Set up the backstop with the dowel in place so you know exactly where it will fall and hold it  over the end of the channel you just made. Mark a spot where you wan the bolt to go. It may be easiest to clamp it in place to keep it from moving around while you try to mark it. Once you have it marked, center the bolt head over it and trace it out on the wood. Then, using a 1/2'  forstner bit make a cavity just as deep as the bolt head which should be about 1/8". After you've made sure the bolt is flush with the wood go ahead and glue it in. You can use the 1/4" nut to set the location of the backstop.

Step 7: Making the Cutting Head

The last piece left to assemble is the actual part that will score the glass. Take the second 1/4" bolt and put it through the hole at the top of the conduit hanger. Secure it in place with the 1/4" bolt. Once this is in, you're going to grind the bolt to half its thickness. Now drill a 5/64"" hole into the middle of the flattened part of the bolt. Line up the kobalt cutter so the base of the wide part lines up with the hole you just made, mark the spot, and drill the hole. Now simply put the coat hanger wire through, cut the excess, and press the ends in  until they start to mushroom to make a sort of rivet. 

Step 8: Putting It All Together

It's finally time to assemble the whole thing! You can start by gluing the feet onto the bottom of the base. Once they're on and level, you can put a little glue into the pockets for the axles and set them in place to dry. make sure you don't put too much don't want it to stick to the rollers. Next, glue the dowel into the corner holder and then glue the holder to the corner of the base. 

Step 9: The Finished Piece!

Now that you've assembled everything you can go ahead and finish it however you like. I chose to stain mine, but you can paint it or just leave it the same if you like.

So now comes the fun part...actually scoring and cutting the glass! First, set the backstop to a point where the center of the bottle is laying flat on all four rollers. Then, adjust the cutting head to determine where you want the bottle to snap and tighten the conduit hanger bolt to keep it from moving. Apply a moderate amount of pressure to keep it steady and carefully spin the bottle to get a nice even line (you'll know you're pressing hard enough when you see a solid white line appear and hear the scorer scratching against the glass) . One line should be don't want to create too many stress points on the glass.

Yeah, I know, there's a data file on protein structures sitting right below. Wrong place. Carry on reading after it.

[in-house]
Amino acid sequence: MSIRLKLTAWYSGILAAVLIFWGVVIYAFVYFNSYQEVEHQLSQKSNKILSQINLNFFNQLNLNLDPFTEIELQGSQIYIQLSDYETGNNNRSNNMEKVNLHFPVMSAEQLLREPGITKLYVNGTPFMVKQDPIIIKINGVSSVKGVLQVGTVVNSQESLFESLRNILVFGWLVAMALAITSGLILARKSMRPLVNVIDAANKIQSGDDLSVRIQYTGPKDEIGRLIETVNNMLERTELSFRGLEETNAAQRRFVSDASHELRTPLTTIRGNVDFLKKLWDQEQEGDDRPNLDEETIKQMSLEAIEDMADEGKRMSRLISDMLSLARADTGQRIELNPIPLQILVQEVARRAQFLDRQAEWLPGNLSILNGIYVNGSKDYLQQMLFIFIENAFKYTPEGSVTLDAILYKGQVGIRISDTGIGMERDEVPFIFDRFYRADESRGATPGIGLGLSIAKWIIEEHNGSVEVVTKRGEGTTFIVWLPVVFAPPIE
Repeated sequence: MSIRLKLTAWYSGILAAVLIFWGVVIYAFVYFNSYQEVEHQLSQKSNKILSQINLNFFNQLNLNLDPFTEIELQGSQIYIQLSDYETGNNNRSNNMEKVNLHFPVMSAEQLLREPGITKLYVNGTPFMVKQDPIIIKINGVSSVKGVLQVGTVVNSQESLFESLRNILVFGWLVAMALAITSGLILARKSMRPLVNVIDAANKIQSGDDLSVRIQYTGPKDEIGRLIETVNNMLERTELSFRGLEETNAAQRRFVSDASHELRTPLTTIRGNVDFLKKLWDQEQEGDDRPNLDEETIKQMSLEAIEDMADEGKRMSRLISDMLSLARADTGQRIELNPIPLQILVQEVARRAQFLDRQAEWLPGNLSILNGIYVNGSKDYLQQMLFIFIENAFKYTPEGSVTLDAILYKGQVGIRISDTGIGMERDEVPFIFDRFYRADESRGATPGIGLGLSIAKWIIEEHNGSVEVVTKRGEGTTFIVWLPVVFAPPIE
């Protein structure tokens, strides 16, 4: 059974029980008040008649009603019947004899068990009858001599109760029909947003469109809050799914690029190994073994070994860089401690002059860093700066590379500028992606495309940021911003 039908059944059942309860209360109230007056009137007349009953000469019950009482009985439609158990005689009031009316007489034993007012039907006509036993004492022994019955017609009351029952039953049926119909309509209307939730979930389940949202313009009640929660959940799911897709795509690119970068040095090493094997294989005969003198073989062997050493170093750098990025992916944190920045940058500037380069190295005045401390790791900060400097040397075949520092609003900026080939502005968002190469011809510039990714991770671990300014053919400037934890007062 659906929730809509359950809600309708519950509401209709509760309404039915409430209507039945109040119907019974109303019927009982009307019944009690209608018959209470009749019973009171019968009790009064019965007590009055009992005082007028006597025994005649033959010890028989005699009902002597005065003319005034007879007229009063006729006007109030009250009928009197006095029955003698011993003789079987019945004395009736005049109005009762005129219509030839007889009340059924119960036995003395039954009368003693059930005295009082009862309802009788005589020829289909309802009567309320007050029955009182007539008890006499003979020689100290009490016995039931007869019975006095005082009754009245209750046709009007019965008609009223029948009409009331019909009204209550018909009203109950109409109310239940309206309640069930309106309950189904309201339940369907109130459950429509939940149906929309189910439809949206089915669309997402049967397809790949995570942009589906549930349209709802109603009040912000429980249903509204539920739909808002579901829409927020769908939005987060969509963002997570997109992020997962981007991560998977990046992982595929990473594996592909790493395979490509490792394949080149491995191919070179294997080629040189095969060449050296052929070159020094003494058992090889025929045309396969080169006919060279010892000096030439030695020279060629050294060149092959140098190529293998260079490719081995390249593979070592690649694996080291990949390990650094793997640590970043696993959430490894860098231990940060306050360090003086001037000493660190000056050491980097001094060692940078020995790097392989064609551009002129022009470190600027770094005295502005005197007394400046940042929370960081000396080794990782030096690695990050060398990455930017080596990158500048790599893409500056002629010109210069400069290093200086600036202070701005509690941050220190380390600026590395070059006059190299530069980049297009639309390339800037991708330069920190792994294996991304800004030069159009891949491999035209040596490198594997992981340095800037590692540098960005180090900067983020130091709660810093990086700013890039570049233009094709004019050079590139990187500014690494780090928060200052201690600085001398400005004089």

Lastly, over a sink, SLOWLY pour boiling water over the line you made for about a minute (if you hear the glass start to crack a little, that's ok as long you don't see any large cracks forming perpendicular to the cut), and then run cold water over it.  You may have to repeat this process a few times, but the difference in temperature should be enough to simply pop the bottle off where you scored it giving you a nice clean cut. If the edges are too sharp still, lay some wet/dry sandpaper on a flat surface, put a few drops of water on it, and rub the bottle in small circles over it. And that's it!

Stay tuned for the next instructable to see how this wine bottle lamp is made! Thank again for reading, hope you enjoyed!!



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    26 Discussions

    Excellent design!!
    If I may just critique your technique though. (I used to work in a custom glass shop) You don't have to use a lot of pressure on the cutter, but you should use a little bit of mineral spirits as lube. You are right about not going over the line twice, I see a lot of people that do that. But try to make your cut in one smooth motion without stopping. It makes a smoother cut that way.